Stewart played Britt in a laid-back, folksy manner that made him old-time radio's most purely likable hero. The premise of the show allowed anything from straightforward action to character drama to comedy. One week might find Britt stalking a killer through a dark canyon. The next week might find him judging a preserves-tasting contest. This show is one of the treasures of Old-Time Radio.

The link above is for the Kindle. It should be available for the Nook very soon--Barnes and Noble seems to have a much longer processing time for newly-published ebooks before they show up on their website.

Monday, April 22, 2013

Saturday, April 20, 2013

The History of B-Movies

I've made another video for my work at the Ringling College of Art Library. This one is about B-movies from Hollywood's Golden Age--the lower budget but often excellent films made to be the second half of a double feature.




Also available on this YouTube channel are videos I've made on the history of Dell and Gold Key comics, J. Allen St. John and Roy Crane.

Friday, April 19, 2013

Friday's Favorite OTR

Casey, Crime Photographer “King of the Apes” 5/1/47


An animal trainer performing with a circus is killed by one of his trained orangutans during his act. But it’s possible the ape had been trained to commit the murder.

To catch the killer, it’s not just a matter of figuring out who did it—or rather who got the orangutan to do it. It’s also a matter of luring him or her into a trap in order to prove it. And that might just get someone else strangled by a trained ape.

Click HERE to listen or download.

Thursday, April 18, 2013

A spacesuit named Oscar

Robert Heinlein is quite properly considered one of the masters of science fiction. He wrote ground-breaking and important novels throughout his career, but my personal favorites are among the "juvenile" novels he wrote in the late 1940s and throughout the 1950s.

Today, we'd probably call these young adult novels, but they in no way wrote down to their audience. They are great stories in terms of plot construction, full of intelligent ideas and philosophies. They are simply great science fiction adventure stories.

His later works just don't appeal to me. I admit that this is in part because the views he often presents about subjects such as religion or sexual morality are significantly different from what I believe, but my main problem is that he seemed to often sacrifice good plotting in order to hammer us over the head with those ideas. Gee whiz, if he had just told stories as well as he did in his juveniles, I would have been happy to enjoy his later novels while still disagreeing with him.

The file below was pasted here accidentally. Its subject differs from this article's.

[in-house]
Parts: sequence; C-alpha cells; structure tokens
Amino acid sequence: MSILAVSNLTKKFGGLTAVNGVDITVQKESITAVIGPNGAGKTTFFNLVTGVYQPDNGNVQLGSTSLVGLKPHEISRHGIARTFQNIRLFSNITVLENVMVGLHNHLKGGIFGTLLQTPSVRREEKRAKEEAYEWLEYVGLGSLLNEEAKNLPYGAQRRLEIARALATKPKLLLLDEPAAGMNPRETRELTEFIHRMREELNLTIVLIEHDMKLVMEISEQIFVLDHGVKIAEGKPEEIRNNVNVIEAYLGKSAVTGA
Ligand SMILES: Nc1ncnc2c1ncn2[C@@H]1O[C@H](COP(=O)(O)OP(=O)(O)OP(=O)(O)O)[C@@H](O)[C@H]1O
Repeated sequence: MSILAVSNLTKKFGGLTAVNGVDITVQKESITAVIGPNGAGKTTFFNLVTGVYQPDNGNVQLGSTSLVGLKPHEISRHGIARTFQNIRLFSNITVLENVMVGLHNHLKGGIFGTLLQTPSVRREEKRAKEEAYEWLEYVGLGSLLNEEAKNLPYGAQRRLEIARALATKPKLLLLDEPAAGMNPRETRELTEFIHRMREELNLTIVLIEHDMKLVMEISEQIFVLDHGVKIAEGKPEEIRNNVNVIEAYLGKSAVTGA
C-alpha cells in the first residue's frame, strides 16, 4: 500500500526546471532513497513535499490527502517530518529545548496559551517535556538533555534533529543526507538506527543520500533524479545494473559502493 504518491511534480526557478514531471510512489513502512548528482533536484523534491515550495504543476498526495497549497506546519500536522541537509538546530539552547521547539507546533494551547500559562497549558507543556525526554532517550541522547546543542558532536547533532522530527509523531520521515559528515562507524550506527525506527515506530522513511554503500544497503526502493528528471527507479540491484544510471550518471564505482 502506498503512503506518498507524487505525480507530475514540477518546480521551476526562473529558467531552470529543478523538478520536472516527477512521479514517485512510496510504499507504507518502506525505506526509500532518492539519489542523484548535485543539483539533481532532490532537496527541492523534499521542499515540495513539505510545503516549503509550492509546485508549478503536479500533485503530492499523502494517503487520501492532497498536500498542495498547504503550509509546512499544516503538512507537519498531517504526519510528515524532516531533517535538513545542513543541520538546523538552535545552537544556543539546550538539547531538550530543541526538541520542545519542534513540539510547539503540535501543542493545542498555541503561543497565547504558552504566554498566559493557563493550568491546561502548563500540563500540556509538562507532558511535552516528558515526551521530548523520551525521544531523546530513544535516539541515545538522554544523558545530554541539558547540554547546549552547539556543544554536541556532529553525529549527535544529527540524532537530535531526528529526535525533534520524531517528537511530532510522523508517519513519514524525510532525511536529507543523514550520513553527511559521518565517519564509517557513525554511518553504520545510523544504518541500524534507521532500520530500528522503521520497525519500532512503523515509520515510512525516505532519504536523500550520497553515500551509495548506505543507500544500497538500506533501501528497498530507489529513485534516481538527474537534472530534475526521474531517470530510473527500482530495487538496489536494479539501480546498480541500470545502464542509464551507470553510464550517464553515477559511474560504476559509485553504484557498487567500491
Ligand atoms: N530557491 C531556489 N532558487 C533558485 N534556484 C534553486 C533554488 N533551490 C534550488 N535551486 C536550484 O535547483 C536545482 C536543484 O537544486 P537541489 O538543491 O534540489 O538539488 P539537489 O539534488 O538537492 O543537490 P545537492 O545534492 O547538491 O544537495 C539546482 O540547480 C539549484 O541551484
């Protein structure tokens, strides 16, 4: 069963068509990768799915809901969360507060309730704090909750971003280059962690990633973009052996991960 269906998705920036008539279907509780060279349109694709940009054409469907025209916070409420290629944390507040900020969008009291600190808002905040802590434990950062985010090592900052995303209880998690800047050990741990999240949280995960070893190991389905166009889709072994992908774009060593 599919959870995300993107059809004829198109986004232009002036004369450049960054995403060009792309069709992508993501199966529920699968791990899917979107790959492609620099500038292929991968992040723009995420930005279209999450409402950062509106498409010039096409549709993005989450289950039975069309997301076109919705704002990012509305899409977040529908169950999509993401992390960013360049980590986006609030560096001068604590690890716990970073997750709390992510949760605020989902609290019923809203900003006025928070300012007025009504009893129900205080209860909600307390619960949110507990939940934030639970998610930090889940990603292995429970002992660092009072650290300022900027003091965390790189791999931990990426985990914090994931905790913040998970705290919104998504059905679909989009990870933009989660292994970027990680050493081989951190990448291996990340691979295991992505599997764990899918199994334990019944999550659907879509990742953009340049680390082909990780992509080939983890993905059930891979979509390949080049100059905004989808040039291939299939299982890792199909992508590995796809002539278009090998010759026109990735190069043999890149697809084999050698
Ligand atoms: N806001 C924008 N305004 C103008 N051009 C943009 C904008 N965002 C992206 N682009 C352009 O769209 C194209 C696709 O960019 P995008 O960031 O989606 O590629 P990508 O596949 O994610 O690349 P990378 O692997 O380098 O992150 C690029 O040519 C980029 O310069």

(Though, at the risk of seeming inconsistent, I love Starship Troopers despite the fact that a good 40% of the novel consists of pausing the story to pontificate about what makes a healthy society. Then again, I agree in general terms--if not always in specifics--with much of what he has to say in that novel. Also, the armored soldiers vs. alien bugs battles are awesome.)


Of his juveniles, the last one he wrote is my absolute favorite. Have Spacesuit, Will Travel was first serialized in The Magazine of Fantasy and Science Fiction in 1958, then published as a book that same year.

It's got a wonderful premise. The setting is the future--we've begun to go out into space and have a permanent city on the Moon. But Earth is otherwise just like 1950s Earth, with the main character (high school student Kip Russell) working as a soda jerk at the local drugstore.

But Kip has plans. Encouraged by his father to self-educate himself beyond what he learns in school, Kip already has an expert's knowledge of engineering, mathematics and astronomy. He wants to go to the Moon more than anything else in the world.

He enters a contest to write a slogan for a soap company, with the first prize being a trip to the Moon. But he wins second prize--a used spacesuit.

Kip tinkers with the suit (he names it Oscar), gets it working and is taking it on a sort of test-run across his back yard when he's kidnapped by aliens and taken to the Moon.

This is the start of an absolutely wonderful adventure story. Kip isn't the only prisoner of the aliens (called Wormfaces by Kip). There's also Peewee, a pre-teen girl who still carries around a doll with her everywhere, but who also happens to be a genius. Then there's Mother Thing, an alien who is the enemy of the Wormfaces and who exudes a sense of protection and love to the humans.

The Wormfaces are planning on soon taking over Earth. Kip, Peewee and Mother Thing are tasked with the job of escaping and hopefully foiling their plans.